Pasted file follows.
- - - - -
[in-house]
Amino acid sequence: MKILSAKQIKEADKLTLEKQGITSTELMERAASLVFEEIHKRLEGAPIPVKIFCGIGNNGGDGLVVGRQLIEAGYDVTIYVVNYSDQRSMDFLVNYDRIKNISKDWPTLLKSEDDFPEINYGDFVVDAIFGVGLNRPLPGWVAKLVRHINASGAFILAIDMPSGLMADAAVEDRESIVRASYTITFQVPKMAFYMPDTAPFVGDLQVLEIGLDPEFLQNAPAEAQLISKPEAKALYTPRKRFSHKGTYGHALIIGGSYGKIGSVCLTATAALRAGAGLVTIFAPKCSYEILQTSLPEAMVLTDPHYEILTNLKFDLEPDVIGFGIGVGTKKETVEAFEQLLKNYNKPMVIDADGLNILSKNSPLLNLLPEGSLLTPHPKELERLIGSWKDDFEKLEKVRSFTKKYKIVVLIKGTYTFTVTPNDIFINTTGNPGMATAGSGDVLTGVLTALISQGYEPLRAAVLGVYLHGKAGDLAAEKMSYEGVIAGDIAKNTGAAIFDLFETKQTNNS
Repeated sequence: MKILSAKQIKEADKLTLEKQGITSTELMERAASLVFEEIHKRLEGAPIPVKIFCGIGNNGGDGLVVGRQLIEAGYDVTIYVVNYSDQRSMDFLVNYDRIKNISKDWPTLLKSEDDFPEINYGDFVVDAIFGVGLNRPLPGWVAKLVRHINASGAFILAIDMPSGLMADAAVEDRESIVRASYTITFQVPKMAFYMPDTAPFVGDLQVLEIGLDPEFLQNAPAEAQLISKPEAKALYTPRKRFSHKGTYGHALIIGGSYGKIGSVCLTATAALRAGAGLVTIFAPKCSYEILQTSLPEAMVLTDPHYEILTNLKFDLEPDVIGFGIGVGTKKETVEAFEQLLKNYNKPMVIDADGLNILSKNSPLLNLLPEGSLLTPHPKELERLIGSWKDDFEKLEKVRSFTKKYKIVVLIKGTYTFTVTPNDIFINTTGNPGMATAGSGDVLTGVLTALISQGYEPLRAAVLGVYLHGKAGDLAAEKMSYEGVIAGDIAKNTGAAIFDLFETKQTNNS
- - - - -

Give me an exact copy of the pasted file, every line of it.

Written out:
[in-house]
Amino acid sequence: MKILSAKQIKEADKLTLEKQGITSTELMERAASLVFEEIHKRLEGAPIPVKIFCGIGNNGGDGLVVGRQLIEAGYDVTIYVVNYSDQRSMDFLVNYDRIKNISKDWPTLLKSEDDFPEINYGDFVVDAIFGVGLNRPLPGWVAKLVRHINASGAFILAIDMPSGLMADAAVEDRESIVRASYTITFQVPKMAFYMPDTAPFVGDLQVLEIGLDPEFLQNAPAEAQLISKPEAKALYTPRKRFSHKGTYGHALIIGGSYGKIGSVCLTATAALRAGAGLVTIFAPKCSYEILQTSLPEAMVLTDPHYEILTNLKFDLEPDVIGFGIGVGTKKETVEAFEQLLKNYNKPMVIDADGLNILSKNSPLLNLLPEGSLLTPHPKELERLIGSWKDDFEKLEKVRSFTKKYKIVVLIKGTYTFTVTPNDIFINTTGNPGMATAGSGDVLTGVLTALISQGYEPLRAAVLGVYLHGKAGDLAAEKMSYEGVIAGDIAKNTGAAIFDLFETKQTNNS
Repeated sequence: MKILSAKQIKEADKLTLEKQGITSTELMERAASLVFEEIHKRLEGAPIPVKIFCGIGNNGGDGLVVGRQLIEAGYDVTIYVVNYSDQRSMDFLVNYDRIKNISKDWPTLLKSEDDFPEINYGDFVVDAIFGVGLNRPLPGWVAKLVRHINASGAFILAIDMPSGLMADAAVEDRESIVRASYTITFQVPKMAFYMPDTAPFVGDLQVLEIGLDPEFLQNAPAEAQLISKPEAKALYTPRKRFSHKGTYGHALIIGGSYGKIGSVCLTATAALRAGAGLVTIFAPKCSYEILQTSLPEAMVLTDPHYEILTNLKFDLEPDVIGFGIGVGTKKETVEAFEQLLKNYNKPMVIDADGLNILSKNSPLLNLLPEGSLLTPHPKELERLIGSWKDDFEKLEKVRSFTKKYKIVVLIKGTYTFTVTPNDIFINTTGNPGMATAGSGDVLTGVLTALISQGYEPLRAAVLGVYLHGKAGDLAAEKMSYEGVIAGDIAKNTGAAIFDLFETKQTNNS